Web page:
≻ Many patients take medication, both opioids and non-opioid pain medications.
≻ Medicine has not created a medication to treat pain that is both safe and effective.
≻ Medications that are effective are often strong and many are addictive.
≻ Generally, they are not designed for long-term use, and all types have potential dangers, including improper use (for example, the wrong dose or using a drug too long) as well as drug interactions.
If you suffer significant pain, you should discuss this with your doctor.

⚄ 1.2.3.11.2  Using Cannabidiol (CBD) to Treat Pain.

⚅ Many patients with IBM treat pain using marijuana (cannabis), often in the form of cannabidiol (CBD).
≻ In marijuana, the two main chemicals are CBD (Cannabidiol) and THC.
≻ THC is the chemical that gives people the feeling of being “high.”
≻ CBD is the main chemical thought to help with pain.
≻ CBD is unregulated, and there is really no standard dose.
≻ CBD is available in various forms, for example, as gummies, oil, and capsules.
≻ Often, people cannot be sure of what they are buying.
≻ No medication using CBD and/or THC is FDA-approved in the United States; however, several are available. For example, Nabiximols (Sativex), Epidiolex, Marinol (Dronabinol), and Cesamet (Nabilone).
≻ There needs to be more research done on CBD and its effectiveness.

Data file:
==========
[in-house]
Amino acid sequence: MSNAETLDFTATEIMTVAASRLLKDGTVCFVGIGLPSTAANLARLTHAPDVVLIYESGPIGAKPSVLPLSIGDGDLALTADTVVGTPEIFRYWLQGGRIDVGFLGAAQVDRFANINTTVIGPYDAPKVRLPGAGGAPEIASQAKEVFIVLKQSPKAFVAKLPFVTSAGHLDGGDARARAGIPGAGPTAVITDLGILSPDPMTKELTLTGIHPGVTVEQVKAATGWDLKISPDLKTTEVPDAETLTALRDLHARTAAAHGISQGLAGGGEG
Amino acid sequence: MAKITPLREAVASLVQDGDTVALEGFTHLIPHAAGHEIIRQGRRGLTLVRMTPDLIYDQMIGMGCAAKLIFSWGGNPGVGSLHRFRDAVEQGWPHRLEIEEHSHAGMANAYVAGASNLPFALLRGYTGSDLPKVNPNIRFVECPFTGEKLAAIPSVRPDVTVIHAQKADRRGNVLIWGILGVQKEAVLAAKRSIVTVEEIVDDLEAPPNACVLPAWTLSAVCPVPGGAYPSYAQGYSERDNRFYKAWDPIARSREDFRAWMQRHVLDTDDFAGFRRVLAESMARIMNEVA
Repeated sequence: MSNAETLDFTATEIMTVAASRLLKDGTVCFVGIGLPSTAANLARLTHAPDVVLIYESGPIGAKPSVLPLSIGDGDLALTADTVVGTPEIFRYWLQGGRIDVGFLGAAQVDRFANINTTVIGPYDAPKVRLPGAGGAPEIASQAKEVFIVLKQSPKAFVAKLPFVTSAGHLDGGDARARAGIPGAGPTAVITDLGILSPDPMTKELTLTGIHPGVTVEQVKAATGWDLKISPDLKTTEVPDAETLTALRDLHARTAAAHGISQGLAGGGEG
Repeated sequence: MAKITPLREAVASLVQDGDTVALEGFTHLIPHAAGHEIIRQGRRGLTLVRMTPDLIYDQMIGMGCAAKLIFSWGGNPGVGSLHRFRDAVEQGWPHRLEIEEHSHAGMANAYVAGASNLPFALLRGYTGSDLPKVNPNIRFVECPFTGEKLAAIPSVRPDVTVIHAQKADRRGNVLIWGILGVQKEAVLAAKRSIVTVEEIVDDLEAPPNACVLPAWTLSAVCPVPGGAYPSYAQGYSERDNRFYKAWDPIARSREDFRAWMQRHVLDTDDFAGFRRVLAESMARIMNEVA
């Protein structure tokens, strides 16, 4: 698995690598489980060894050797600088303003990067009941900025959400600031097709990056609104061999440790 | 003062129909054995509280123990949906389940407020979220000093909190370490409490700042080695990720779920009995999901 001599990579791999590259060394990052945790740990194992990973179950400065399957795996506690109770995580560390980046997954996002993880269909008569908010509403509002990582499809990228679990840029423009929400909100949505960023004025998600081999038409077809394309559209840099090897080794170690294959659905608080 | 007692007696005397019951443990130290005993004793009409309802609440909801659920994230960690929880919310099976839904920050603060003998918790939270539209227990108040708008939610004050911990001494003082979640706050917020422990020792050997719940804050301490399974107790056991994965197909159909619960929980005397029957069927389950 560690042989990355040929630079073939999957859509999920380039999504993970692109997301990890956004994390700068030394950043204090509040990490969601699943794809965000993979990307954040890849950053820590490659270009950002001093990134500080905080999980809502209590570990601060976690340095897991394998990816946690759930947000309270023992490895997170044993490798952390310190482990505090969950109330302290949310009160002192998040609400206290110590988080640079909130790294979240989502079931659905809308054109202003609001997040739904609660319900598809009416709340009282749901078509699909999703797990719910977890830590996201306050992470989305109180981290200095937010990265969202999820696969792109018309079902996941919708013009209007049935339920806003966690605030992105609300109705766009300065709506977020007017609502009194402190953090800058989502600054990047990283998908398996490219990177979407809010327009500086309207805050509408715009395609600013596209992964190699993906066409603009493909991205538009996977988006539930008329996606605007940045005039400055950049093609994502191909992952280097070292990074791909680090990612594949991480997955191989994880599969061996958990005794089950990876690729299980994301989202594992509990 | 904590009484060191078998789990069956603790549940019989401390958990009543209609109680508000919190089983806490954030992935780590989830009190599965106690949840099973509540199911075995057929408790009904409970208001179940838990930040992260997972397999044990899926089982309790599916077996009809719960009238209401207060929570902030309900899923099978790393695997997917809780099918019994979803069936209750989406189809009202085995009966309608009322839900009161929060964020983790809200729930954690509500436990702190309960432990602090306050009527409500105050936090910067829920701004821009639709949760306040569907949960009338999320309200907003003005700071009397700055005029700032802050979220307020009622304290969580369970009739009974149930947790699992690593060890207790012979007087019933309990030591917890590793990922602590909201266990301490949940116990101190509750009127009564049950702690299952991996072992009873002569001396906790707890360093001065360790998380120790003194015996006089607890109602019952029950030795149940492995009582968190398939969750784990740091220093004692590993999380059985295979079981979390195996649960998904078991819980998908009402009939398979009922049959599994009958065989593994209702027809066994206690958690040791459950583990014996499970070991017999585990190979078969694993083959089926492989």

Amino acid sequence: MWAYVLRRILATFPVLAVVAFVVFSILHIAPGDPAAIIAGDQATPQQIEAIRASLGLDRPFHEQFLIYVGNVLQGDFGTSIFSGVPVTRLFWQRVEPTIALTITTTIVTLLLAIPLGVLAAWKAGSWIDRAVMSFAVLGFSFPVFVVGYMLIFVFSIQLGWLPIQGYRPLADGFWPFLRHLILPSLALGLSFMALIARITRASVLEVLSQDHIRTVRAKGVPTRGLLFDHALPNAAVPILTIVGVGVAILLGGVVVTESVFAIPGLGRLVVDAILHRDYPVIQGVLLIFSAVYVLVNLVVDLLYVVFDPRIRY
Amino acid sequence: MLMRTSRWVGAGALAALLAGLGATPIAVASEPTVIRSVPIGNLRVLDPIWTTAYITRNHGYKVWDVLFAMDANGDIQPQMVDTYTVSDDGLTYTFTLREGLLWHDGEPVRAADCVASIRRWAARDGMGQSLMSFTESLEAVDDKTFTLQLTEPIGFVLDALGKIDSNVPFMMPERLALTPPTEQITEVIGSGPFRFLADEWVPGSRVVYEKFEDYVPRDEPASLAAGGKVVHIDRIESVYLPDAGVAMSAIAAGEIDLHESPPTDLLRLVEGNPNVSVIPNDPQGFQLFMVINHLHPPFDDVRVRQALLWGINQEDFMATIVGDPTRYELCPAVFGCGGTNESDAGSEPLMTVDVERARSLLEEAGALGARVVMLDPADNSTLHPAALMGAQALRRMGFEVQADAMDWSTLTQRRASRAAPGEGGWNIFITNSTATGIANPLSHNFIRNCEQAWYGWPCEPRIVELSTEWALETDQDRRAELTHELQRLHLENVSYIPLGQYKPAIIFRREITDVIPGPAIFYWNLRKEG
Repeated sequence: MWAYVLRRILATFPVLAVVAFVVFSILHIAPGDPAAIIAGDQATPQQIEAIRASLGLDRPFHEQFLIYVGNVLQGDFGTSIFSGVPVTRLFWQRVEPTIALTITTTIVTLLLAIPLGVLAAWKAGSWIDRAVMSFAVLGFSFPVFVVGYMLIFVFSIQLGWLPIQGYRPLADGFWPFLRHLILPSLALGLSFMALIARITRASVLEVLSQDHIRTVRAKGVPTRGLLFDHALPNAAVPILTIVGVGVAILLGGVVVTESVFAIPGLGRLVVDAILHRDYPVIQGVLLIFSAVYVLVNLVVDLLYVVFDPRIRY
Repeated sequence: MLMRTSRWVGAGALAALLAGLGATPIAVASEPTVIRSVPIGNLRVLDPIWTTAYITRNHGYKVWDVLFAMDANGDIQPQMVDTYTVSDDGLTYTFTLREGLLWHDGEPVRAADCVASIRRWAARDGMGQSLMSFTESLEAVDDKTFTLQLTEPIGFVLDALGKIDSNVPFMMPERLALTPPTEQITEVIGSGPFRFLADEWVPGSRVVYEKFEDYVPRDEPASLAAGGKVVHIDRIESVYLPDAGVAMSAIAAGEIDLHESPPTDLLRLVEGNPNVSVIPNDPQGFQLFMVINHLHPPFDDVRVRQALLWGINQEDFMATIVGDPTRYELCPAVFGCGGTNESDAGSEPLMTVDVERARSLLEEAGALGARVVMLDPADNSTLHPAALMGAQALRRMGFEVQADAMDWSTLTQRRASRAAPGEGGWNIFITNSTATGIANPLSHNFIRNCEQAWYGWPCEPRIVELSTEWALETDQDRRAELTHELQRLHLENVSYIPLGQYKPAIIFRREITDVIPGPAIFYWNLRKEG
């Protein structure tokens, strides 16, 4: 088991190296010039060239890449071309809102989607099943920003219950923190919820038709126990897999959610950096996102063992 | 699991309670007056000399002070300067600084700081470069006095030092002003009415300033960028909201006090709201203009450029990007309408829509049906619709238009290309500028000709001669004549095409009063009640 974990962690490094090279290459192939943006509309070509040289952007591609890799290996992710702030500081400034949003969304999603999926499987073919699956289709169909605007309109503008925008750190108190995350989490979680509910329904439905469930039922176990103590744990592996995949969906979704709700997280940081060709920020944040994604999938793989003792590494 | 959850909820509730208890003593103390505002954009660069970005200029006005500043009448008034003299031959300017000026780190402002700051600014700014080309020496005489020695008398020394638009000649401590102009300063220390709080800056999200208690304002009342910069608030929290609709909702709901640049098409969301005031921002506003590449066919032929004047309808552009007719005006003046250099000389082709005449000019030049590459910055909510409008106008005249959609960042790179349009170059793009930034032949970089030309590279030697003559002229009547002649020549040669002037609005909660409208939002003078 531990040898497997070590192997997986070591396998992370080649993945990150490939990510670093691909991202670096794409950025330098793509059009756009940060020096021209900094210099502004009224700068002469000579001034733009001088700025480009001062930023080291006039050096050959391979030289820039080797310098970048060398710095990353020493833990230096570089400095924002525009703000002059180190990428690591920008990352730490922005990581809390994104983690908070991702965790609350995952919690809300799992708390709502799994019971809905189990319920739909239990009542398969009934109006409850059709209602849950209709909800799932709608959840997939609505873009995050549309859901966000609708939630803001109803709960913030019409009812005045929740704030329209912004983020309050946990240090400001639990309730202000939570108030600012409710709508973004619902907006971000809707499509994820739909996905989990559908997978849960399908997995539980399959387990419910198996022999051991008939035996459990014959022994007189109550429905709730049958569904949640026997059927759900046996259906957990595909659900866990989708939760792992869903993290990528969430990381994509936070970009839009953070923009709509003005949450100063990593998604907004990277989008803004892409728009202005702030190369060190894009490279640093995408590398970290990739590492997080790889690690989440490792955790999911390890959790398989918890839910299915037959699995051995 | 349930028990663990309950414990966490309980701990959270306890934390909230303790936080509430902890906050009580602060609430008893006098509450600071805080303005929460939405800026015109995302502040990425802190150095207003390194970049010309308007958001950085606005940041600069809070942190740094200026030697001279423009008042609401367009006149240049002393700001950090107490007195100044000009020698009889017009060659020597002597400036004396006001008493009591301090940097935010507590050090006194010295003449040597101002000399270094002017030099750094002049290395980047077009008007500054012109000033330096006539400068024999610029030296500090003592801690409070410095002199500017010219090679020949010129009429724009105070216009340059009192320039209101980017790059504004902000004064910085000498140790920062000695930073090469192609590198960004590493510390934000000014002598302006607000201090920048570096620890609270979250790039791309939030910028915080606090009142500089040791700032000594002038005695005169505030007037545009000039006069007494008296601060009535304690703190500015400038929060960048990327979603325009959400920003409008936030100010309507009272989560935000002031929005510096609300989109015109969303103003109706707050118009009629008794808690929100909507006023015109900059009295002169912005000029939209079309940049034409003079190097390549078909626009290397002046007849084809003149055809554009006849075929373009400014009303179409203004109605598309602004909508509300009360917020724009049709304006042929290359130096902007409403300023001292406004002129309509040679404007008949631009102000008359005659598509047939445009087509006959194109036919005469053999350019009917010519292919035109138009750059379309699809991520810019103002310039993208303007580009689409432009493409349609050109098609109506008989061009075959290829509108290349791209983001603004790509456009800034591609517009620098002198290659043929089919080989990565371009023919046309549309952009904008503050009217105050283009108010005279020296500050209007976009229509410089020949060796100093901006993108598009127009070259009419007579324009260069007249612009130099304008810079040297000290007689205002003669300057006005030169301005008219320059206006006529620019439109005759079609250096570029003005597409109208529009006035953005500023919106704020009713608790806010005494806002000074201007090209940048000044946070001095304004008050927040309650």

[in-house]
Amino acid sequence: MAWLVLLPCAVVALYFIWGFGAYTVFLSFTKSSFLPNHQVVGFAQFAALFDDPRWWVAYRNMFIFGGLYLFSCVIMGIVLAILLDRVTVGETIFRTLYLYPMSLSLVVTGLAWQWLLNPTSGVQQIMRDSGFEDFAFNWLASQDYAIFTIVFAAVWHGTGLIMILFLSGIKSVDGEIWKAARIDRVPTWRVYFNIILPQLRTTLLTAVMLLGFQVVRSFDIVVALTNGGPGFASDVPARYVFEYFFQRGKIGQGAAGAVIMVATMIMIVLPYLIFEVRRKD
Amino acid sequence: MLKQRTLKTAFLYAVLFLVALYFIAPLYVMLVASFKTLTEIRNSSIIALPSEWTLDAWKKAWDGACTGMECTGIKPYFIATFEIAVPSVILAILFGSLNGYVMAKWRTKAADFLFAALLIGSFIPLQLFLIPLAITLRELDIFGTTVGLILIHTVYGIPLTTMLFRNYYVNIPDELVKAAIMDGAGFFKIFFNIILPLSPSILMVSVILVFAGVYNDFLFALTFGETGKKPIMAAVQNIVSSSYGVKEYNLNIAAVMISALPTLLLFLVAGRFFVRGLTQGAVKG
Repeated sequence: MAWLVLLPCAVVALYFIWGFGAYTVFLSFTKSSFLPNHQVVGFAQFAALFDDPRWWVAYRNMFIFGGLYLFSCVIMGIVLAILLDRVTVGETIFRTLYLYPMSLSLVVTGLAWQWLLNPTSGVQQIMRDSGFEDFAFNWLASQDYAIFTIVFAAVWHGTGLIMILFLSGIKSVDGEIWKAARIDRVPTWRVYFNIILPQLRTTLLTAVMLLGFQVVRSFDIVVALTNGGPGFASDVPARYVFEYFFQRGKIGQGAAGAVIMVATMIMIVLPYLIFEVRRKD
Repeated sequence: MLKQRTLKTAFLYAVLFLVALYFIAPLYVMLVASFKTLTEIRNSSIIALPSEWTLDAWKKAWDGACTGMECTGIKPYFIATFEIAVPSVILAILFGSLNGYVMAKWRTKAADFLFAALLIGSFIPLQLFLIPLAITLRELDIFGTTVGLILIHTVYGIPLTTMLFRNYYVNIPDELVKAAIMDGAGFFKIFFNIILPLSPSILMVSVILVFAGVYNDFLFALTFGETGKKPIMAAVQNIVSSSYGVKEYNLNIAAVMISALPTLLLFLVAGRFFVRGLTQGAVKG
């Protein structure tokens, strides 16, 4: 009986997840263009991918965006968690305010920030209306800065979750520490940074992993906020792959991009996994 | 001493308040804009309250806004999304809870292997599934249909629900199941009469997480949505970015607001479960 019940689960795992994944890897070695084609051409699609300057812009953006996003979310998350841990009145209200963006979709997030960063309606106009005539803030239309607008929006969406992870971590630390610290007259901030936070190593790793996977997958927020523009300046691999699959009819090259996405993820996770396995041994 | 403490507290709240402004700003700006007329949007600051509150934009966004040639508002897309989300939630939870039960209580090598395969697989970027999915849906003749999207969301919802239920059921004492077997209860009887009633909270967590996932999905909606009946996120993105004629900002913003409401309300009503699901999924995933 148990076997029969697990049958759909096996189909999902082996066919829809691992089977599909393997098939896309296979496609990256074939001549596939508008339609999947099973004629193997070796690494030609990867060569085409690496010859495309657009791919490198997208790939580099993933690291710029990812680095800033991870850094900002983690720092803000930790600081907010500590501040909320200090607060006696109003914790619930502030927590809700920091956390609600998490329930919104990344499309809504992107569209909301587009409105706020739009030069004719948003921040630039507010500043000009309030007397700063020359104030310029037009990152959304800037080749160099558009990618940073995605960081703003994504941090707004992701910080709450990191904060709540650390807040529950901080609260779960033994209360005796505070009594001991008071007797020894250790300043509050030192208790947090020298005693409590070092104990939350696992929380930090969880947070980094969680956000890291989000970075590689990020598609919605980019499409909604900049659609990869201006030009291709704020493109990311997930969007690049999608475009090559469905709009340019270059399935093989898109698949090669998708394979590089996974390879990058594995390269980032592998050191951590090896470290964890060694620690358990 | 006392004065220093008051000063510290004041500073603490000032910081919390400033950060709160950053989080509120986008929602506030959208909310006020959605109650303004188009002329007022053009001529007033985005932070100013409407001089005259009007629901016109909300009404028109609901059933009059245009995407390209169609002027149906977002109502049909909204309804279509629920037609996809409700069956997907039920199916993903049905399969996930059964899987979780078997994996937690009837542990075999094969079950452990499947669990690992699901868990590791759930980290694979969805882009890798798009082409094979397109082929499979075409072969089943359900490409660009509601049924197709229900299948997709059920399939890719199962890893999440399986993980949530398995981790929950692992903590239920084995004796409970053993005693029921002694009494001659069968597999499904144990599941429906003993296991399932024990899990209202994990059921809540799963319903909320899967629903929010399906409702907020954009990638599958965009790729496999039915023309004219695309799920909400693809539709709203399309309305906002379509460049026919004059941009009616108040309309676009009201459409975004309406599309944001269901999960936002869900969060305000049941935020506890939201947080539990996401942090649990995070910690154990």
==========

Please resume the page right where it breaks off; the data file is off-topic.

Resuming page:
⚅  Take away: Using CBD for pain is not FDA approved, and there needs to be more research done to validate its use.
≻ There are major challenges in purchasing a chemically pure and accurately dosed CBD.

≻ Researchers state that it is a promising approach and patients generally say it works.

⚄ 1.2.3.11.3  Opioid Medication.

⚅ Many IBM patients are prescribed opioid medications for pain.
≻ At higher doses of opioids, side effects may occur (poor concentration, depression, drowsiness, anxiety, heart problems, bowel issues like constipation, etc.).
≻ Accidental overdose can be fatal.
≻ Using other medications, drugs, or alcohol along with opioids dramatically increases the risks.
≻ Because opioids create “good” feelings, they often become addictive.
≻ Long-term usage leads to physical dependence (the body adapts to the drug, and if you stop taking it, you will likely experience withdrawal symptoms).
Due to the risk of dependence, these drugs should not be used to treat chronic pain.

⚄ 1.2.3.11.4  Over the counter medication.

⚅ Many patients with IBM treat pain using nonsteroidal anti-inflammatory drugs (NSAIDs).
≻ These are over-the-counter medications sold in drugstores.
≻ NSAIDs block prostaglandins (hormone-like chemicals in the body), thereby reducing inflammation, pain, and fever.
≻ Examples include; aspirin (various brands), ibuprofen (such as Nurofen), naproxen (such as Naprosyn), naproxen sodium (Aleve), diclofenac (such as Voltaren), and celecoxib (such as Celebrex).

⚅ Another over-the-counter medication is Acetaminophen (Tylenol).
≻ Acetaminophen raises the body’s pain threshold and reduces its temperature.